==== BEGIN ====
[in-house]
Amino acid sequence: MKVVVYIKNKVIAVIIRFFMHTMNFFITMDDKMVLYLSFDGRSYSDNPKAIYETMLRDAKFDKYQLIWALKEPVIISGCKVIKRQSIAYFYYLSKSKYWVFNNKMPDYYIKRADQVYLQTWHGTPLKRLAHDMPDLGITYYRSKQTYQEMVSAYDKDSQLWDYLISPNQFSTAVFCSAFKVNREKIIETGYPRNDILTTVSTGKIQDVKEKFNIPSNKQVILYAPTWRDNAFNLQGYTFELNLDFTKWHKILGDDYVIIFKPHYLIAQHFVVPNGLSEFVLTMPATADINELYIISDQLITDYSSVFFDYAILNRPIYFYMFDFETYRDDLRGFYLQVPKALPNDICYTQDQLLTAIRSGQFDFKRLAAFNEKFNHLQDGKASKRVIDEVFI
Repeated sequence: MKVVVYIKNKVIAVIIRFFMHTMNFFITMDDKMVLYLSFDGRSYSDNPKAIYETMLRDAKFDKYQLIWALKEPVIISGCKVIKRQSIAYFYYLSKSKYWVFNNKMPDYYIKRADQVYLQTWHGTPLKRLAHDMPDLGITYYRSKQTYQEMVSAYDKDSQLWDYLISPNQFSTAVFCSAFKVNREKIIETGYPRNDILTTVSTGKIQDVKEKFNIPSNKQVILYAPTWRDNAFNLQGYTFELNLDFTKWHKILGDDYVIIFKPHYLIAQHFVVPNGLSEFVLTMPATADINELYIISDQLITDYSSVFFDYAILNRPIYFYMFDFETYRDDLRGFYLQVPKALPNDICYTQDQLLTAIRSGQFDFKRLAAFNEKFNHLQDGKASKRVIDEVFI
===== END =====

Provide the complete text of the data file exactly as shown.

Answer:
[in-house]
Amino acid sequence: MKVVVYIKNKVIAVIIRFFMHTMNFFITMDDKMVLYLSFDGRSYSDNPKAIYETMLRDAKFDKYQLIWALKEPVIISGCKVIKRQSIAYFYYLSKSKYWVFNNKMPDYYIKRADQVYLQTWHGTPLKRLAHDMPDLGITYYRSKQTYQEMVSAYDKDSQLWDYLISPNQFSTAVFCSAFKVNREKIIETGYPRNDILTTVSTGKIQDVKEKFNIPSNKQVILYAPTWRDNAFNLQGYTFELNLDFTKWHKILGDDYVIIFKPHYLIAQHFVVPNGLSEFVLTMPATADINELYIISDQLITDYSSVFFDYAILNRPIYFYMFDFETYRDDLRGFYLQVPKALPNDICYTQDQLLTAIRSGQFDFKRLAAFNEKFNHLQDGKASKRVIDEVFI
Repeated sequence: MKVVVYIKNKVIAVIIRFFMHTMNFFITMDDKMVLYLSFDGRSYSDNPKAIYETMLRDAKFDKYQLIWALKEPVIISGCKVIKRQSIAYFYYLSKSKYWVFNNKMPDYYIKRADQVYLQTWHGTPLKRLAHDMPDLGITYYRSKQTYQEMVSAYDKDSQLWDYLISPNQFSTAVFCSAFKVNREKIIETGYPRNDILTTVSTGKIQDVKEKFNIPSNKQVILYAPTWRDNAFNLQGYTFELNLDFTKWHKILGDDYVIIFKPHYLIAQHFVVPNGLSEFVLTMPATADINELYIISDQLITDYSSVFFDYAILNRPIYFYMFDFETYRDDLRGFYLQVPKALPNDICYTQDQLLTAIRSGQFDFKRLAAFNEKFNHLQDGKASKRVIDEVFI